The Difference: CNAME Vs SubDomain Vs A Record

There are so many different elements that go into the website online existence. the process usually includes domain names and the hosting server. And most importantly, the other various options for creating DNS records for your website.

These DNS records are responsible for serving your website from a specific server and a specific IP address. Once the browser picks up that connecting records, it serves the requested URL right away.

In this article, I will explain the main difference between CNAME, Sub-Domain, and A Record. After reading this article, you should get a clear image on when to use each one for your website.

Basically, How the Internet Works?

The internet is comprised of the Domain Name System (DNS). This system is exactly like an online phone book! But for websites instead. When browsing the internet and requesting to visit a particular URL, the DNS converts the domain name to an IP address.

After connecting a domain with the associated DNS records, the browser can easily access website content and load it into your browser.

CNAME Vs SubDomain Vs A Record:

Technically, There are numerous ways in which domain names are connected and pointed to servers. Furthermore, there are numerous other ways to transfer your site from one server to another.


CNAME is an acronym for “Canonical Name Record”. It’s considered to be the perfect way to point a domain o a sub-domain to your hosting server. This particular type of record links a name to another name on a server. And it never works for an IP address.

CNAME records are classed as standard DNS records. These records have made it easier to manage your domains than A-Records. Should you ever need to change servers for any reason, this kind of records is the perfect one.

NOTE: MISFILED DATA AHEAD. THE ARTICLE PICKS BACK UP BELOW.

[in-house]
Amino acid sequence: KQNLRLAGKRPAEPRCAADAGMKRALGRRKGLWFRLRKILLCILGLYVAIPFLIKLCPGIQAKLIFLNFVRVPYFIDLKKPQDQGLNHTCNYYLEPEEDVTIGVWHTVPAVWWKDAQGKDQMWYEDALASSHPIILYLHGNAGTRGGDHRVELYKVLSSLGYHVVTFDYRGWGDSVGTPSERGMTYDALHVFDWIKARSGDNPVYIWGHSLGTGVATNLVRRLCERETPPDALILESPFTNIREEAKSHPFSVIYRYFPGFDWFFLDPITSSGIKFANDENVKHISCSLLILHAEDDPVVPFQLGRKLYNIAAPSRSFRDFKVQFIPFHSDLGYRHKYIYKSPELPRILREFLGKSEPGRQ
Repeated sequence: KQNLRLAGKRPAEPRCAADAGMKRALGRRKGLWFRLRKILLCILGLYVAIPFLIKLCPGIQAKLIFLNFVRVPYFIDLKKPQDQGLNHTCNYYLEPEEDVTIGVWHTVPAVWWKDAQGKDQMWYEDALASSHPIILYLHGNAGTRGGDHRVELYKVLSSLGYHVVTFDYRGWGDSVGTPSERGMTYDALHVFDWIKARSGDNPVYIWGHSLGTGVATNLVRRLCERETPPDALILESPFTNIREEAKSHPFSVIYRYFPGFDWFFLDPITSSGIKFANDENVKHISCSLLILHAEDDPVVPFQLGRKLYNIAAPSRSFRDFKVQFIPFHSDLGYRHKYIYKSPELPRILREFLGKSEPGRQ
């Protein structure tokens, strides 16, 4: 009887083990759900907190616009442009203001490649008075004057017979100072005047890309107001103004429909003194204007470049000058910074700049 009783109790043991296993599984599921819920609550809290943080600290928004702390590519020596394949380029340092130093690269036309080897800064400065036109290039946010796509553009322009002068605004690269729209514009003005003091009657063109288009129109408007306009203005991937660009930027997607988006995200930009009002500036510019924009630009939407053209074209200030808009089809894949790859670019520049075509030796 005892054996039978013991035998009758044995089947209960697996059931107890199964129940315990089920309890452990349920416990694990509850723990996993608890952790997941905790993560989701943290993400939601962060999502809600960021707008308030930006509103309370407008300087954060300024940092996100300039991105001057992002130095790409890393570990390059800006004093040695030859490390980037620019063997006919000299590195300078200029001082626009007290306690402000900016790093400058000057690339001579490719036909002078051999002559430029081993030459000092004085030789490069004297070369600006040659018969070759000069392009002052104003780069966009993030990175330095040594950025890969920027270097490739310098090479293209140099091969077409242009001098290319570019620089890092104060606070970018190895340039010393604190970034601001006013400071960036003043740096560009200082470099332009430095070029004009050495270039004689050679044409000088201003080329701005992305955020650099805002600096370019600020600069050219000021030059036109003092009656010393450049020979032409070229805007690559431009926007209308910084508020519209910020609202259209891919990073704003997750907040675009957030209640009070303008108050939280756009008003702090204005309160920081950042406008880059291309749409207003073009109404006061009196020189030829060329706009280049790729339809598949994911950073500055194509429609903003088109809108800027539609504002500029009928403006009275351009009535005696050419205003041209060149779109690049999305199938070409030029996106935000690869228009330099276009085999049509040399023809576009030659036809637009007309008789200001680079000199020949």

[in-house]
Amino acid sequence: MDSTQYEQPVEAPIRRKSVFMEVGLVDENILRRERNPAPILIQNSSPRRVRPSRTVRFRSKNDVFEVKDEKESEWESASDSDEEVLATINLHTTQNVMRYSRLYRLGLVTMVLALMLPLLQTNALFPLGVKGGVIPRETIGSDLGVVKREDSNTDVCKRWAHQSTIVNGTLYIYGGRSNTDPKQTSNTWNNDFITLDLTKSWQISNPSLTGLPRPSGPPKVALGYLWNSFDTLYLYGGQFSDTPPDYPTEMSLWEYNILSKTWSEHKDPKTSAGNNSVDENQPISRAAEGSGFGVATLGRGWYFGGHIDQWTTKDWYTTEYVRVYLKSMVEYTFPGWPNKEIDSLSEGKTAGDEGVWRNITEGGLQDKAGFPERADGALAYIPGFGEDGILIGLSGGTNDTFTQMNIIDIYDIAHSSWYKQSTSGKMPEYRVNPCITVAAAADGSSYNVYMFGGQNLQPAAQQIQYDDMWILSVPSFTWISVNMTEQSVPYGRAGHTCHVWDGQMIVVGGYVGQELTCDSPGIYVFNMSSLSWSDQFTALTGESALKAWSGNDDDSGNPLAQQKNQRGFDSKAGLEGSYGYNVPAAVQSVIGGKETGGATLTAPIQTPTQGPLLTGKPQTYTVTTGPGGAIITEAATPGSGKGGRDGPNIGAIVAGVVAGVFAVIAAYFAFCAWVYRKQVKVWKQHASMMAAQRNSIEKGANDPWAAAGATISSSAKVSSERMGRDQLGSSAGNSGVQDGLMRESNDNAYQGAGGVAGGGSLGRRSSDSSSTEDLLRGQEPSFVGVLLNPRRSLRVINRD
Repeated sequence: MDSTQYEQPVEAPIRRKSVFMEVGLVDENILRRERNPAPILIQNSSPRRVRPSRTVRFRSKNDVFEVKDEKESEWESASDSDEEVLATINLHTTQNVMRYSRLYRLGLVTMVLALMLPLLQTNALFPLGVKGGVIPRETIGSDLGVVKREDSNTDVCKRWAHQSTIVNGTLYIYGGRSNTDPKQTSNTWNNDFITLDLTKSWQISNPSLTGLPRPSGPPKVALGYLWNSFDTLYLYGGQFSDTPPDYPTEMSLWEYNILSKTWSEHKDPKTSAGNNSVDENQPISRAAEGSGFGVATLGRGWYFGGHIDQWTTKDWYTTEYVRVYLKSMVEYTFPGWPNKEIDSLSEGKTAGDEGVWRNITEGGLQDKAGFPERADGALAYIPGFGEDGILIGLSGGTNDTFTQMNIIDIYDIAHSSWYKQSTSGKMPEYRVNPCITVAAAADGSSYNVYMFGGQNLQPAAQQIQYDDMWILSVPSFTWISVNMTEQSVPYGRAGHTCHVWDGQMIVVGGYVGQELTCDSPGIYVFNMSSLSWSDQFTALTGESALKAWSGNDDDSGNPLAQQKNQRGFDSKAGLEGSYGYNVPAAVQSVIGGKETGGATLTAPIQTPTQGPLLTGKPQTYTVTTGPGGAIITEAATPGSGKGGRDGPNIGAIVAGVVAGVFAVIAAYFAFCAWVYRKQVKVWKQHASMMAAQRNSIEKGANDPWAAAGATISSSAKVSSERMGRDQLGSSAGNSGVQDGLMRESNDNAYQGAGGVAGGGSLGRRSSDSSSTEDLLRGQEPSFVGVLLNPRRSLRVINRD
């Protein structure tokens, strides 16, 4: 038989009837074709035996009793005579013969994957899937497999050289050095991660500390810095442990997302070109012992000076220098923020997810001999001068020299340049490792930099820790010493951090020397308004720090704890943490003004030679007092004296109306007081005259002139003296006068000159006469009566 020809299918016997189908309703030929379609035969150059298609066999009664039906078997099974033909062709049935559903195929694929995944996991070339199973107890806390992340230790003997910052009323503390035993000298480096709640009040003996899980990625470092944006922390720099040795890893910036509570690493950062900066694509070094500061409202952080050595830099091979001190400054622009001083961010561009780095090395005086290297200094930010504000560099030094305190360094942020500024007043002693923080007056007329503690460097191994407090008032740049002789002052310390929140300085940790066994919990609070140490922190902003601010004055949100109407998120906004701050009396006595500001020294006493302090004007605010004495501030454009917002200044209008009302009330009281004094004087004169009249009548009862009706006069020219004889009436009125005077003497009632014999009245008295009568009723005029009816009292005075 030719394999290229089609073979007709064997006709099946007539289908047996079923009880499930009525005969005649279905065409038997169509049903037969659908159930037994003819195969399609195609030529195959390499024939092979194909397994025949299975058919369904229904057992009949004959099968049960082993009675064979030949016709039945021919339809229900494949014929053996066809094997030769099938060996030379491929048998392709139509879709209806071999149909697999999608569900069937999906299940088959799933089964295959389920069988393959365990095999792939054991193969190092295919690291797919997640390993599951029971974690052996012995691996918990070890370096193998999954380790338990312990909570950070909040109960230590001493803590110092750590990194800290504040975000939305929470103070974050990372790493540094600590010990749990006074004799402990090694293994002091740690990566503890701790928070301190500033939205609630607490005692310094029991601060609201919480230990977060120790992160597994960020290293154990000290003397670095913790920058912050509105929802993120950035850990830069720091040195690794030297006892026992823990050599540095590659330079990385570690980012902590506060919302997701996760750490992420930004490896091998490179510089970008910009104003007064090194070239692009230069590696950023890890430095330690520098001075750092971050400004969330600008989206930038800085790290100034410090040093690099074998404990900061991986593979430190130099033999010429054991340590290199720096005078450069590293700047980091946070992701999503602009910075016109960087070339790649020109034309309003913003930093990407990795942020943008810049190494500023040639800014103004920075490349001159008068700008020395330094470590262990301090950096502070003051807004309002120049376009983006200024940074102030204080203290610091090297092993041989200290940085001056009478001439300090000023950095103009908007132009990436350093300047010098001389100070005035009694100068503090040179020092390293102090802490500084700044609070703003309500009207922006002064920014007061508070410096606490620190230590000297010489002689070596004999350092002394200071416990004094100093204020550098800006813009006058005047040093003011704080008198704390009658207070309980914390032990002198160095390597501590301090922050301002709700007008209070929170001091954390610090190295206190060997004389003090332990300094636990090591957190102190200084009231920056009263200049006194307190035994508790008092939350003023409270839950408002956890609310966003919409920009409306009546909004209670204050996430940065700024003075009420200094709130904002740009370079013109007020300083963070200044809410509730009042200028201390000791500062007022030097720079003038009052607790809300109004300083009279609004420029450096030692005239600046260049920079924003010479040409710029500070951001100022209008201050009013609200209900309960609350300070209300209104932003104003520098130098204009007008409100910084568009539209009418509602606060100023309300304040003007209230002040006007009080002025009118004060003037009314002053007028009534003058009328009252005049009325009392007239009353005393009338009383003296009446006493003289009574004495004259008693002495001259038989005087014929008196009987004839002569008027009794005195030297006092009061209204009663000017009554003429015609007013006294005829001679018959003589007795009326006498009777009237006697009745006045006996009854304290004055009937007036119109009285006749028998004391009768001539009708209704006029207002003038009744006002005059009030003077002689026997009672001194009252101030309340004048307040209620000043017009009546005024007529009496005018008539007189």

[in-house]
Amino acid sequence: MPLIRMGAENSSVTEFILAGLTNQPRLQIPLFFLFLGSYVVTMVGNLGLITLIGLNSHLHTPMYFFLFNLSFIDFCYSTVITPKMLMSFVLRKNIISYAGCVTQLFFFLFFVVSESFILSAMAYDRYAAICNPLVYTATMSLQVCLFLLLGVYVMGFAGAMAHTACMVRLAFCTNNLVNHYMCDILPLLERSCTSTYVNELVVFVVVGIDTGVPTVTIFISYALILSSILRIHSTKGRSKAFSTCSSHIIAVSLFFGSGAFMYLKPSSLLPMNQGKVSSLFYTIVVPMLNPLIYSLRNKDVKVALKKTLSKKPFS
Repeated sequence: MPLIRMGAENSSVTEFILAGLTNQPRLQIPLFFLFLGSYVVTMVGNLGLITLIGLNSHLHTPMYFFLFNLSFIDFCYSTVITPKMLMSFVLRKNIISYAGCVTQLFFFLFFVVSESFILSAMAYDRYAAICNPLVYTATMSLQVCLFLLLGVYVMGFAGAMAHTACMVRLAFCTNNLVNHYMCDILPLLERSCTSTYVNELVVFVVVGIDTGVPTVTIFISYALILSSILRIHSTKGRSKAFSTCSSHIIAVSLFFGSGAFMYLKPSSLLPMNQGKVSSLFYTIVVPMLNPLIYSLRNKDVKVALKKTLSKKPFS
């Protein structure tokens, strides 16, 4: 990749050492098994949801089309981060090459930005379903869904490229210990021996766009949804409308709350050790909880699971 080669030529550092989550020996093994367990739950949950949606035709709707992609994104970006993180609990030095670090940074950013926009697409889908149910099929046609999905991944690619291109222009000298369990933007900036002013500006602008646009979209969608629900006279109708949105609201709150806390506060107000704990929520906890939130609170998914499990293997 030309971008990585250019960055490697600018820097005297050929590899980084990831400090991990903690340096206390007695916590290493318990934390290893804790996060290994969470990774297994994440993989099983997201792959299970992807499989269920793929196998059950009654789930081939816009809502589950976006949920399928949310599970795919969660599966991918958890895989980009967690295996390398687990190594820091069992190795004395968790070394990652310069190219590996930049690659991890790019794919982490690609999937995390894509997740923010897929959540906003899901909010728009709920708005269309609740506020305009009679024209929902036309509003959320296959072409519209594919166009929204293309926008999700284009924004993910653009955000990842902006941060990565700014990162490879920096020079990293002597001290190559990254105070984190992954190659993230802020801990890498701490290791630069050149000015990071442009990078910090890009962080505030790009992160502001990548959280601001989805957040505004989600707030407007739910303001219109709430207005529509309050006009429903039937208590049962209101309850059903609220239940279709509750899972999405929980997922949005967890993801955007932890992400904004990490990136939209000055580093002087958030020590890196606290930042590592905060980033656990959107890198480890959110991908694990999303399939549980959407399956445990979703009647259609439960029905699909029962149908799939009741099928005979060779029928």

• You CAN’T use a CNAME record if there are other records on the same name.
  • You CAN’T create a CNAME record for a root domain name.
  • You CAN use CNAME for subdomains on the same server.

Using CNAME for subdomains is easy and straight-forward. This makes a sub-domain transfer easier than trying to do it with A-Records.

2. Sub-Domain:

A subdomain acts as a sub-section of an existing domain or a website. In this fictitious scenario, is the domain but a subdomain would be This sub-domain would lead you to a different area of the website. And this way helps to attract more website traffic.

Subdomains can also help to make specific areas of a website more memorable for people to share. For example, if someone wants to direct a friend to a gallery on a website, they can share this fictitious subdomain;

By doing this, you’re basically referring the visitor to the subdomain skipping the main domain entirely. A subdomain is also known as a child domain which belongs to a parent domain.

Subdomains are also useful if a particular person or department featured on your website needs their own space – for example, or

3. A-Record:

A-Record stands for Address Record and refers to the IP address. This type of record links a name to one or more stable IP addresses.

You can manage domains and subdomains using A-Records. But it is much simpler to manage sub-domains using a CNAME record instead of an A-Record.

Why create sub-domains with CNAME? Because when you want to change the main domain server at any stage, the A-Record only needs to be changed once. If you created an A-Record for your sub-domain, each A-Record will have to be changed individually.


When setting up a website on a server, it is worthwhile knowing how domain names and IP addresses are recorded. It’s also very important to know when to use each of these records.

If you’re transferring your website to a different server for some reason, you should be fully aware of which DNS records you use and why. That was it all, I hope it was as detailed as I tried to explain it.

Kindly let me know shall you require any further assistance. Also, don’t forget to share this informative article with those who may find it useful. That was it all about the difference between CNAME, Sub-Domain, and A Record.

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